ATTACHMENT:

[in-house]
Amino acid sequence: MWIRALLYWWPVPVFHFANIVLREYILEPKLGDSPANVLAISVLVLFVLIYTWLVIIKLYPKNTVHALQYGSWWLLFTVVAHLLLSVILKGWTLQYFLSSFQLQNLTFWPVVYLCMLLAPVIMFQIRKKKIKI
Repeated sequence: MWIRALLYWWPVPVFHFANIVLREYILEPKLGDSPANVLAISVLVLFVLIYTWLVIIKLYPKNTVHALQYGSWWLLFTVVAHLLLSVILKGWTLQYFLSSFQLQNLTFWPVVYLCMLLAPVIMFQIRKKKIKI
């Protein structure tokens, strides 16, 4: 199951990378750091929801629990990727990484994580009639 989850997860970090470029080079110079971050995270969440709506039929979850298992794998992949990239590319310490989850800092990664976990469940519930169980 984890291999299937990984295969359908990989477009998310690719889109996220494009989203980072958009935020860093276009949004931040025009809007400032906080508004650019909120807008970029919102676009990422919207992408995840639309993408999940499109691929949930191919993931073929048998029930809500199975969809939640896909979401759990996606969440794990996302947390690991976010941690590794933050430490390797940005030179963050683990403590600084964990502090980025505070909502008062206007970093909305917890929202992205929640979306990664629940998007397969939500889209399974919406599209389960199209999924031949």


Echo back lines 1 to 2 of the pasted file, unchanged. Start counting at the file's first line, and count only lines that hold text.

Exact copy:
[in-house]
Amino acid sequence: MWIRALLYWWPVPVFHFANIVLREYILEPKLGDSPANVLAISVLVLFVLIYTWLVIIKLYPKNTVHALQYGSWWLLFTVVAHLLLSVILKGWTLQYFLSSFQLQNLTFWPVVYLCMLLAPVIMFQIRKKKIKI